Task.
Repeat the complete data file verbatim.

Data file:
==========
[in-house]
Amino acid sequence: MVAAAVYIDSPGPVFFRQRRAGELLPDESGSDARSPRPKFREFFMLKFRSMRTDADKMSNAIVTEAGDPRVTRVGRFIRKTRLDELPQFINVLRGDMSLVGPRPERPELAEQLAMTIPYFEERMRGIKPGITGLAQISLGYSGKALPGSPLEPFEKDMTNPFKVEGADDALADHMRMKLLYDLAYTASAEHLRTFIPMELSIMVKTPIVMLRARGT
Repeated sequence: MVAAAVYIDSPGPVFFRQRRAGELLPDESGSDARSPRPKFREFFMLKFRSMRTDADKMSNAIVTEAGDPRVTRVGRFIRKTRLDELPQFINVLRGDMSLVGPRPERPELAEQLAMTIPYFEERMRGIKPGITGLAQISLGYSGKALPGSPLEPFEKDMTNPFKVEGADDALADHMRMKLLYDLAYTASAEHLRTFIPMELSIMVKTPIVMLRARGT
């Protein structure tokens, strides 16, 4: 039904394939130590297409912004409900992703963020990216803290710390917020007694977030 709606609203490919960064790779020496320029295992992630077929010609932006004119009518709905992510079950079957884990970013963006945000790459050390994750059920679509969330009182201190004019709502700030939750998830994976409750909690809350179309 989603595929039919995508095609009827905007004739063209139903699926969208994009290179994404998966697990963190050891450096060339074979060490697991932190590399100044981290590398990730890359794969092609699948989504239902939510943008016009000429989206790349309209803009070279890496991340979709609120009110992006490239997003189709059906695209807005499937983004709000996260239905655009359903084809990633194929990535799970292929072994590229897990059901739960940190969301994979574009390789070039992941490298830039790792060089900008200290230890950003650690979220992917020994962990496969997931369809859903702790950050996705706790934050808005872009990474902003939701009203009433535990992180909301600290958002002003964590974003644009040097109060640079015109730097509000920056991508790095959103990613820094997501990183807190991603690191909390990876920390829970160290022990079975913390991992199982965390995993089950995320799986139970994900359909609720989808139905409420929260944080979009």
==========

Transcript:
[in-house]
Amino acid sequence: MVAAAVYIDSPGPVFFRQRRAGELLPDESGSDARSPRPKFREFFMLKFRSMRTDADKMSNAIVTEAGDPRVTRVGRFIRKTRLDELPQFINVLRGDMSLVGPRPERPELAEQLAMTIPYFEERMRGIKPGITGLAQISLGYSGKALPGSPLEPFEKDMTNPFKVEGADDALADHMRMKLLYDLAYTASAEHLRTFIPMELSIMVKTPIVMLRARGT
Repeated sequence: MVAAAVYIDSPGPVFFRQRRAGELLPDESGSDARSPRPKFREFFMLKFRSMRTDADKMSNAIVTEAGDPRVTRVGRFIRKTRLDELPQFINVLRGDMSLVGPRPERPELAEQLAMTIPYFEERMRGIKPGITGLAQISLGYSGKALPGSPLEPFEKDMTNPFKVEGADDALADHMRMKLLYDLAYTASAEHLRTFIPMELSIMVKTPIVMLRARGT
């Protein structure tokens, strides 16, 4: 039904394939130590297409912004409900992703963020990216803290710390917020007694977030 709606609203490919960064790779020496320029295992992630077929010609932006004119009518709905992510079950079957884990970013963006945000790459050390994750059920679509969330009182201190004019709502700030939750998830994976409750909690809350179309 989603595929039919995508095609009827905007004739063209139903699926969208994009290179994404998966697990963190050891450096060339074979060490697991932190590399100044981290590398990730890359794969092609699948989504239902939510943008016009000429989206790349309209803009070279890496991340979709609120009110992006490239997003189709059906695209807005499937983004709000996260239905655009359903084809990633194929990535799970292929072994590229897990059901739960940190969301994979574009390789070039992941490298830039790792060089900008200290230890950003650690979220992917020994962990496969997931369809859903702790950050996705706790934050808005872009990474902003939701009203009433535990992180909301600290958002002003964590974003644009040097109060640079015109730097509000920056991508790095959103990613820094997501990183807190991603690191909390990876920390829970160290022990079975913390991992199982965390995993089950995320799986139970994900359909609720989808139905409420929260944080979009």